Disability Writer
Before 40,000 in the Buff

Recently, I had the temerity to appear on the cover of the disability magazine New Mobility buck naked. Since then, not a few agonized letters have come to the magazine, calling my display "trash," "disgusting," "ignorant," "pointless," "an embarrassment," "not suitable for children," and "for the wastebasket."

Many of us disabled are painfully ashamed of our bodies. I used to count myself in that number. It had to do with a society that shows only the perfect and the young, dressed or undressed, on television, in the newspapers, in the magazines. We disabled fret about offending people by exposing our unusual if not distinctive bodies, complete with whatever equipment we need to get about.

It's not that I regularly go about showing my nether regions to strangers, but it may have something to do with my hippy heritage. Starting in the 60s, some of us thought that disrobing was a novel way to overturn the political system --- revolution through revelation, so to speak. I joined in the unveiling, but not without some trepidation. The first time I took off everything and got in the communal hot-tub, I thought, "Now I've done it." I figured that after my friends saw me as I really was, they wouldn't love me any more. I was wrong. And now, as I get closer to the grave, I see this fear-of-exposure as neither necessary, nor good.

The fear that children will somehow be hurt by seeing a 67 year old crippled man sans gêne says a great deal about our society. The same kids we are so eager to protect have grown up watching all sorts of sexual humping (and humbug) in the comfort of their own homes everywhere on cable and the internet. Most probably, the moment our backs are turned, many are busy finding places on cable or on satellite or online where they can can see what they call "explicit material" --- things certainly far more startling than the bum of an old geeze like me.*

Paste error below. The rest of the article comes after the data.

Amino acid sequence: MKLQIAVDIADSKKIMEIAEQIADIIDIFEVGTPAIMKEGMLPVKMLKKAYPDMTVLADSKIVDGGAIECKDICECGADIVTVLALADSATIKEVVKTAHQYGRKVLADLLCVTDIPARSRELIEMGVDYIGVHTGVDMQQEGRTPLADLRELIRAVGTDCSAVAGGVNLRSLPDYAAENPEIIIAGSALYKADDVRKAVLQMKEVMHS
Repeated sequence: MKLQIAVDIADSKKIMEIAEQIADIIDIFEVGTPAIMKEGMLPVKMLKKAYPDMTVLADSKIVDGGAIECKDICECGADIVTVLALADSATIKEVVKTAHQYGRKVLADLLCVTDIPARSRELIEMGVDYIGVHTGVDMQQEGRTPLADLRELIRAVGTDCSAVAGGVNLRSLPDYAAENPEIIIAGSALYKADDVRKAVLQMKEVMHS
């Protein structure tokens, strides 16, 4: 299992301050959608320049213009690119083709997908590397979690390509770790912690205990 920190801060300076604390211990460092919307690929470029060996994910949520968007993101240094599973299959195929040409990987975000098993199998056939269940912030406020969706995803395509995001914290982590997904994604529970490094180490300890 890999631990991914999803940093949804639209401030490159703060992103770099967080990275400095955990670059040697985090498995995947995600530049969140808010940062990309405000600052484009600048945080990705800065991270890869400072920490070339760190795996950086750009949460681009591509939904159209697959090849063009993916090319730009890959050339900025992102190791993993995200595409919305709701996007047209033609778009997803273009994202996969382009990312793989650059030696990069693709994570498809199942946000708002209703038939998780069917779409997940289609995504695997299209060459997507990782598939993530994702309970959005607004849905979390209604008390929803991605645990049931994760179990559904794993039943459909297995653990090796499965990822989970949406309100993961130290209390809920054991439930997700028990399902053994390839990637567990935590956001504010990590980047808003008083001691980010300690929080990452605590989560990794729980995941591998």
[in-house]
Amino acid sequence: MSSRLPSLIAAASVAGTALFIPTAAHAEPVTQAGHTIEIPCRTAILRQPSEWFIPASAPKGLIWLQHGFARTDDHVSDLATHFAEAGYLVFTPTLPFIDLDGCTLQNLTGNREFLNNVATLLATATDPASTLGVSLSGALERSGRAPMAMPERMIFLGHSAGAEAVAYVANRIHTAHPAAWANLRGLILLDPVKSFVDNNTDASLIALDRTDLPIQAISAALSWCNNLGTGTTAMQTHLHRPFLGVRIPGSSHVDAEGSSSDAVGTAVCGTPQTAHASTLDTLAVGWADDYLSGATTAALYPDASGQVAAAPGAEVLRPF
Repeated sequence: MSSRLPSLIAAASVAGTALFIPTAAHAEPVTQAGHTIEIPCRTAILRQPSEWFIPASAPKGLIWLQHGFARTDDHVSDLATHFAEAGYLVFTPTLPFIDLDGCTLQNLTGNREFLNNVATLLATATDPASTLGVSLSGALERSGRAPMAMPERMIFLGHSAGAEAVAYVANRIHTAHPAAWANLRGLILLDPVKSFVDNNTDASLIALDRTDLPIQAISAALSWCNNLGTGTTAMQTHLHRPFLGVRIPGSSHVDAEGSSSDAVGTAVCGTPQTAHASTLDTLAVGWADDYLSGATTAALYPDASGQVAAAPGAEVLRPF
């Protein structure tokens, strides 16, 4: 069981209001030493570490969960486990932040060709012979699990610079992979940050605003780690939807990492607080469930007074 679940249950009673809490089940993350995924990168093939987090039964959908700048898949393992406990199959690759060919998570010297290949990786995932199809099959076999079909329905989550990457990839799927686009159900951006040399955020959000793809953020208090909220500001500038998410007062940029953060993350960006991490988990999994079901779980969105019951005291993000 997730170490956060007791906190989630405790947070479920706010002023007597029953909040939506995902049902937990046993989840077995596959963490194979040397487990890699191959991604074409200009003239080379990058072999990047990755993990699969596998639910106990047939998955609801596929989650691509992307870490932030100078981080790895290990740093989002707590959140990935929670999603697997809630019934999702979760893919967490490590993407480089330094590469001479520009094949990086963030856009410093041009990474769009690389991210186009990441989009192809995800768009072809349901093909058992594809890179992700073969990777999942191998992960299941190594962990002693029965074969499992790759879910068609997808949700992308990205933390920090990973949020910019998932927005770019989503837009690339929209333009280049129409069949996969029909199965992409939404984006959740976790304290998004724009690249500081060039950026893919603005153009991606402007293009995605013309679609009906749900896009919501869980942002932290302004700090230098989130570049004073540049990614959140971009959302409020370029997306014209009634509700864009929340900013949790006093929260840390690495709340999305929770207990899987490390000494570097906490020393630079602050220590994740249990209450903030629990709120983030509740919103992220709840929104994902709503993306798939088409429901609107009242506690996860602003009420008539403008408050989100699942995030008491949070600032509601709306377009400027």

I did what I did for three reasons. First, it was fun. Second, it was a milestone for one of the first "disability" magazines. Finally, it was meant to prove that indeed, after all these years, with all that has happened to our bodies, there's nothing for the old and the disabled to be ashamed of. This is what we are. It's neither good nor bad. It's there. And I suspect that I have nothing to lose by letting others get a peep at what little I have left.

By the canon of the day, my body is no great shakes: it's no longer youthful; it's certainly not perfect. But, by god, it's my own, and I would be very foolish if I thought that it would harm the readers of a magazine who have seen (and gone through) far worse. The cover photo shows me with a flower on my fanny. One reader, the same one that called the picture "disgusting," misidentified it as "mistletoe." Had I been so subtle! Unfortunately, it was a mere flowering pickleweed - - - one of the few plants that can survive in this blighted area.

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*If you insist of seeing me au naturel,
the most revealing shot can be found at
Back copies of the September 2000 issue
with an appropriately lurid picture of me on its cover
can be ordered from
The United Spinal Association
120-34 Queens Blvd. #320
Kew Gardens, NY 11415